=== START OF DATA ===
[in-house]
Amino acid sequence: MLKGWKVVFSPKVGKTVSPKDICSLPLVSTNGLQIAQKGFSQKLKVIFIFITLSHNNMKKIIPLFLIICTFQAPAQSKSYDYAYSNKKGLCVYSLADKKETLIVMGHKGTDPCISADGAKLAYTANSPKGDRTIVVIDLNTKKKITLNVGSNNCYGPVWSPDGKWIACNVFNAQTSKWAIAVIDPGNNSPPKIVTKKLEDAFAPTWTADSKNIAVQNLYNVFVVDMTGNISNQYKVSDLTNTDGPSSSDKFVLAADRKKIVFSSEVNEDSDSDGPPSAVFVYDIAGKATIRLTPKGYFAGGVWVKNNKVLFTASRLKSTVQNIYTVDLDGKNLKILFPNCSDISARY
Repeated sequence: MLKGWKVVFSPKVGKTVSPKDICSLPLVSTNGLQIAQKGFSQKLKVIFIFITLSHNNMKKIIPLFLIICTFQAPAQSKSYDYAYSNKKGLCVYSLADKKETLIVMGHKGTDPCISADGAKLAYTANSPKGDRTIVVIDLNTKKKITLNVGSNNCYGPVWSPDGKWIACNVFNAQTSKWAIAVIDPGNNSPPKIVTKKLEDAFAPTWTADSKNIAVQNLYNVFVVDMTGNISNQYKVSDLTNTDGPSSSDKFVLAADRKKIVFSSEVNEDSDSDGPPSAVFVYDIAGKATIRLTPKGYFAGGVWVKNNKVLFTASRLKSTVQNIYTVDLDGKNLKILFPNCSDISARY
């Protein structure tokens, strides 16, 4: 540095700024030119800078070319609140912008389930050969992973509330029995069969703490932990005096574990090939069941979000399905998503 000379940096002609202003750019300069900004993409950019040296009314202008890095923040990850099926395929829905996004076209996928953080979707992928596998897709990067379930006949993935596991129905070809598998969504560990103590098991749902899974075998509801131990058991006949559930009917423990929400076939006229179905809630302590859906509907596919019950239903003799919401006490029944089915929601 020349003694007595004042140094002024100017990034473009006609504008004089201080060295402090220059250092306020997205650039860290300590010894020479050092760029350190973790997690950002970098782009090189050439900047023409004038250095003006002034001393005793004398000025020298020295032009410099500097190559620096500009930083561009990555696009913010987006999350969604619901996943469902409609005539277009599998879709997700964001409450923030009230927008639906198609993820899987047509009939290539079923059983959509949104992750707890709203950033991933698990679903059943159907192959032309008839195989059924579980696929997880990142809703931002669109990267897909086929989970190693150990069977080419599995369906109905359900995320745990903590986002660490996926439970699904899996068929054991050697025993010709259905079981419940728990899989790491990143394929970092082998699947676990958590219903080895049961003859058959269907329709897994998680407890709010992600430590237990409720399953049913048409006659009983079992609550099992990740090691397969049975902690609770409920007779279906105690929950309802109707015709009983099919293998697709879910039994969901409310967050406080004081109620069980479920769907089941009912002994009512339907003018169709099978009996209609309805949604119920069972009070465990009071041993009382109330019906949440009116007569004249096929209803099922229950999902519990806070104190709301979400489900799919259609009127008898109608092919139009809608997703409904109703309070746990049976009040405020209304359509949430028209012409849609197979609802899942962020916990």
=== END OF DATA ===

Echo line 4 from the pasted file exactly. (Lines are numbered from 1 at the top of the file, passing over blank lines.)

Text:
């Protein structure tokens, strides 16, 4: 540095700024030119800078070319609140912008389930050969992973509330029995069969703490932990005096574990090939069941979000399905998503 000379940096002609202003750019300069900004993409950019040296009314202008890095923040990850099926395929829905996004076209996928953080979707992928596998897709990067379930006949993935596991129905070809598998969504560990103590098991749902899974075998509801131990058991006949559930009917423990929400076939006229179905809630302590859906509907596919019950239903003799919401006490029944089915929601 020349003694007595004042140094002024100017990034473009006609504008004089201080060295402090220059250092306020997205650039860290300590010894020479050092760029350190973790997690950002970098782009090189050439900047023409004038250095003006002034001393005793004398000025020298020295032009410099500097190559620096500009930083561009990555696009913010987006999350969604619901996943469902409609005539277009599998879709997700964001409450923030009230927008639906198609993820899987047509009939290539079923059983959509949104992750707890709203950033991933698990679903059943159907192959032309008839195989059924579980696929997880990142809703931002669109990267897909086929989970190693150990069977080419599995369906109905359900995320745990903590986002660490996926439970699904899996068929054991050697025993010709259905079981419940728990899989790491990143394929970092082998699947676990958590219903080895049961003859058959269907329709897994998680407890709010992600430590237990409720399953049913048409006659009983079992609550099992990740090691397969049975902690609770409920007779279906105690929950309802109707015709009983099919293998697709879910039994969901409310967050406080004081109620069980479920769907089941009912002994009512339907003018169709099978009996209609309805949604119920069972009070465990009071041993009382109330019906949440009116007569004249096929209803099922229950999902519990806070104190709301979400489900799919259609009127008898109608092919139009809608997703409904109703309070746990049976009040405020209304359509949430028209012409849609197979609802899942962020916990």